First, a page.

The Chemical Brothers
About The Chemical Brothers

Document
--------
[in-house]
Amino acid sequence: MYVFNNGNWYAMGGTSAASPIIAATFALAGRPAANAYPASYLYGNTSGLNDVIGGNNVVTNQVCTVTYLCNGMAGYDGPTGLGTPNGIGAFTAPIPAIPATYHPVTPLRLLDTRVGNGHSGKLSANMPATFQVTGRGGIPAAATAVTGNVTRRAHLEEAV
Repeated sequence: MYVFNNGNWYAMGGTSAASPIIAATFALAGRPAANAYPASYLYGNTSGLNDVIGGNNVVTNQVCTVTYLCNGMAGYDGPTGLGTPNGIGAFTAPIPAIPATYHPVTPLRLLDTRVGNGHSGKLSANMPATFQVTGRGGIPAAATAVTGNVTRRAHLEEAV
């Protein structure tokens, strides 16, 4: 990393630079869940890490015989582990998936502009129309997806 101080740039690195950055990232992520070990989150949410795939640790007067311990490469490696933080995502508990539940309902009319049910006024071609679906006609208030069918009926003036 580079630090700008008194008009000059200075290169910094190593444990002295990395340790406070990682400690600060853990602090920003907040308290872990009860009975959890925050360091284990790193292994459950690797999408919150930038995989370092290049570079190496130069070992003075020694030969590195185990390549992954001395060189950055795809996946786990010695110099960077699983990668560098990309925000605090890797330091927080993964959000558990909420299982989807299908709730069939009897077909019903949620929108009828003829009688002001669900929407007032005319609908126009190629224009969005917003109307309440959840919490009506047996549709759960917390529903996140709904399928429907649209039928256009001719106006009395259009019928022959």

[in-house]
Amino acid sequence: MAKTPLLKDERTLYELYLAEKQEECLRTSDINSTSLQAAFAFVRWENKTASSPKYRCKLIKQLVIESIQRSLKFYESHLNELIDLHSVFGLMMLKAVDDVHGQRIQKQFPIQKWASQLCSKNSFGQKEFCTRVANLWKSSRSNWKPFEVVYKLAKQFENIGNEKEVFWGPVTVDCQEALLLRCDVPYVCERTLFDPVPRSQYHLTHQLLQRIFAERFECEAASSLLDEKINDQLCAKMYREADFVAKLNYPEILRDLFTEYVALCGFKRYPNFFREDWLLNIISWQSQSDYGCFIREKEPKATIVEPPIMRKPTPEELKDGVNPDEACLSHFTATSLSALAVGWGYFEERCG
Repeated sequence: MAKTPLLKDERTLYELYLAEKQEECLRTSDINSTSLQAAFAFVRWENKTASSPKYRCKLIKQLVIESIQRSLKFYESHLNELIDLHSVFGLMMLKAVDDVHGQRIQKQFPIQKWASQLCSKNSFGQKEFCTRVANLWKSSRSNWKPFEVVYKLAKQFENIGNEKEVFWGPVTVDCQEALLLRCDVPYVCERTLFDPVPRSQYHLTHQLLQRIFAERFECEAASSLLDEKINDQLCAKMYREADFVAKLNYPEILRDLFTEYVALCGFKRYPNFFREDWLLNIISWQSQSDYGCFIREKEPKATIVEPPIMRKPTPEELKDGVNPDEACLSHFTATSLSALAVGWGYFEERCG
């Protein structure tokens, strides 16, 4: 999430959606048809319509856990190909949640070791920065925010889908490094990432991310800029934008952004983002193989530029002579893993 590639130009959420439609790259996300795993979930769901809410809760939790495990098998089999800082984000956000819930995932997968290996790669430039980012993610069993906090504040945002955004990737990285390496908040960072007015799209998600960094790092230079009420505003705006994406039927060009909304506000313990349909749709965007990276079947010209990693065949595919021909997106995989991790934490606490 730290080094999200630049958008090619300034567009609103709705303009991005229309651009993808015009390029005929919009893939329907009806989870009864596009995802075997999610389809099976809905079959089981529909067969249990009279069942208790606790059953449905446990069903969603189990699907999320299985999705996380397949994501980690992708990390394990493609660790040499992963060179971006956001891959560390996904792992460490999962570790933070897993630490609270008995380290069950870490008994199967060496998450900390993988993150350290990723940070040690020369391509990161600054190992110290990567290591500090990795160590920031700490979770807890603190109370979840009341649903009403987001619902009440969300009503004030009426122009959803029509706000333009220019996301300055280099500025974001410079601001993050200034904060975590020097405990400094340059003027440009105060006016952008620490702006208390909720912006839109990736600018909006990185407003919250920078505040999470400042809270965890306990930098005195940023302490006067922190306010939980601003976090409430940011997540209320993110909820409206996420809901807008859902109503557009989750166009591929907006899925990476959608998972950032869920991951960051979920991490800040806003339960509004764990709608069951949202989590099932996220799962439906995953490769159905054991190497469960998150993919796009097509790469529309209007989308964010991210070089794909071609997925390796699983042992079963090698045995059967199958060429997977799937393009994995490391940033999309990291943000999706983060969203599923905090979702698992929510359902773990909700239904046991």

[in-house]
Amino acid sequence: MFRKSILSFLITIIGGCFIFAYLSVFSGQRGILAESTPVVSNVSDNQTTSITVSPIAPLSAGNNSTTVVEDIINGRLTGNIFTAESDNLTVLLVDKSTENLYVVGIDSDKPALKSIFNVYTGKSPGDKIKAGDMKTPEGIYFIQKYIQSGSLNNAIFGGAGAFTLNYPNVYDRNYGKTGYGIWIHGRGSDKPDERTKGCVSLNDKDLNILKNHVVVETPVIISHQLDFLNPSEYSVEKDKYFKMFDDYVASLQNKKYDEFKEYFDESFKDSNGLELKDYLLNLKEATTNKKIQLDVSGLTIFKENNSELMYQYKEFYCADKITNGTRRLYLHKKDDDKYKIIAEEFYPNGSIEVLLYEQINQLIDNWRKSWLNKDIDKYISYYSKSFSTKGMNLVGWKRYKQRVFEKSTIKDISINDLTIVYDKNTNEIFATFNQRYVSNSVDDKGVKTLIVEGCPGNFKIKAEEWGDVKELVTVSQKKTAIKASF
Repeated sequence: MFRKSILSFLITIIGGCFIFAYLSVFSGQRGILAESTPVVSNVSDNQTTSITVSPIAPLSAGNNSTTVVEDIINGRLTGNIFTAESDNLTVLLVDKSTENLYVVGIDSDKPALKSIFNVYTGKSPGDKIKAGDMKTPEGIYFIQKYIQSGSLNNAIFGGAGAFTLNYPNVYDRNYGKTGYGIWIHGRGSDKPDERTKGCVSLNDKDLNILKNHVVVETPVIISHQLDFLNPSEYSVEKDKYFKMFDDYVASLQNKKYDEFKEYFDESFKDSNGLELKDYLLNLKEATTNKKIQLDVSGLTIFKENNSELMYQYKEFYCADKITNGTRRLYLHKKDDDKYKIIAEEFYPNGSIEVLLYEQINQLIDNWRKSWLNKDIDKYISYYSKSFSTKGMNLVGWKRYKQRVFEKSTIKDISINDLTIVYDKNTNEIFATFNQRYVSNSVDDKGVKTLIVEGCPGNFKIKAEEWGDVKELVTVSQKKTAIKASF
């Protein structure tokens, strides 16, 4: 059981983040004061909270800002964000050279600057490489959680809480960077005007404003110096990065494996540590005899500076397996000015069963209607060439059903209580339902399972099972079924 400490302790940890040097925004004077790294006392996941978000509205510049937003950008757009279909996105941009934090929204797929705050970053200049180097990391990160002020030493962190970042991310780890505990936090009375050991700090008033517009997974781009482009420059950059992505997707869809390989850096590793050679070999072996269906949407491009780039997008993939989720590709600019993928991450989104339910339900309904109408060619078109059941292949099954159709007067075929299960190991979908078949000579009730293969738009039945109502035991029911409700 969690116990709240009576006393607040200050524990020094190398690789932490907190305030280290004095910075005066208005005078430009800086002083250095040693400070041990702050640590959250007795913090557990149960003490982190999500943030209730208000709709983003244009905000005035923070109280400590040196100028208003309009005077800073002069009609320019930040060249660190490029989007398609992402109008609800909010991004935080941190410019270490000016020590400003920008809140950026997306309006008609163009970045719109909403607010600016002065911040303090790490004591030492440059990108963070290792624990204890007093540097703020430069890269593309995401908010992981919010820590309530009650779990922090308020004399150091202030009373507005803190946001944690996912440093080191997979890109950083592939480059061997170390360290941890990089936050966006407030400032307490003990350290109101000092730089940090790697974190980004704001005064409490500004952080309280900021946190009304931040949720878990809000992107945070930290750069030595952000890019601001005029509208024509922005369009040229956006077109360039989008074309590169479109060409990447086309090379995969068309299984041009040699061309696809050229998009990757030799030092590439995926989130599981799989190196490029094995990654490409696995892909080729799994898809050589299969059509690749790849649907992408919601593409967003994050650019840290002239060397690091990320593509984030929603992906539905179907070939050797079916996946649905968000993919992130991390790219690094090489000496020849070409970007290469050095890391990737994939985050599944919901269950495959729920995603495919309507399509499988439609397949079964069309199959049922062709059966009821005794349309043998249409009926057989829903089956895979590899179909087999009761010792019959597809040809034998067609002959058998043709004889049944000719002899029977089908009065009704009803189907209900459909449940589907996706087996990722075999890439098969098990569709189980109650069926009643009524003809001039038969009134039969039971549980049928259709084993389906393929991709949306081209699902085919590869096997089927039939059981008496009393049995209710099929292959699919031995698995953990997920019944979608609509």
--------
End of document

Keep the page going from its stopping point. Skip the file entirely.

Electronic music’s '90s glory days played out differently in the UK and the US, but The Chemical Brothers are one of the few acts of the era whose influence was equally weighty on both sides of the Atlantic. The Manchester duo of Ed Simons and Tom Rowlands came up in the Wild West of rave’s early years, pressing up white-label 12-inches (“Song to the Siren”, an early underground hit, made breakbeat mayhem out of This Mortal Coil) and remixing acts like The Prodigy. They were also eager students of Public Enemy’s potent, rugged approach behind the boards, which might help explain why their debut album, 1995’s Exit Planet Dust, was one of the first examples of British electronic dance music to captivate American ears. One listen to the gargantuan drums, synths and sample play of signature tunes like “Chemical Beats” and “Block Rockin’ Beats” shows how thoroughly they integrated rock, rave and hip-hop, but they quickly moved beyond the sound called “big beat”. By 1999’s Surrender (which featured the unhinged hip-house smash “Hey Boy Hey Girl”), they’d begun giving free rein to their psych- and alt-rock leanings, dipping into hippie pastoralism on “The Sunshine Underground” and recruiting Mazzy Star's Hope Sandoval, New Order's Bernard Sumner and even Oasis' Noel Gallagher for guest vocals. They’ve remained one of electronic music’s most consistently adventurous big-ticket acts, their output bouncing between throwback party jams (“Go”), quirky pop (“The Salmon Dance”), underground club fare (the “Electronic Battle Weapon” series) and even soundtracks (2011’s Hanna). In the process, they’ve become something few of early rave’s bootlegging beatmakers ever dreamed of being: a bona fide institution.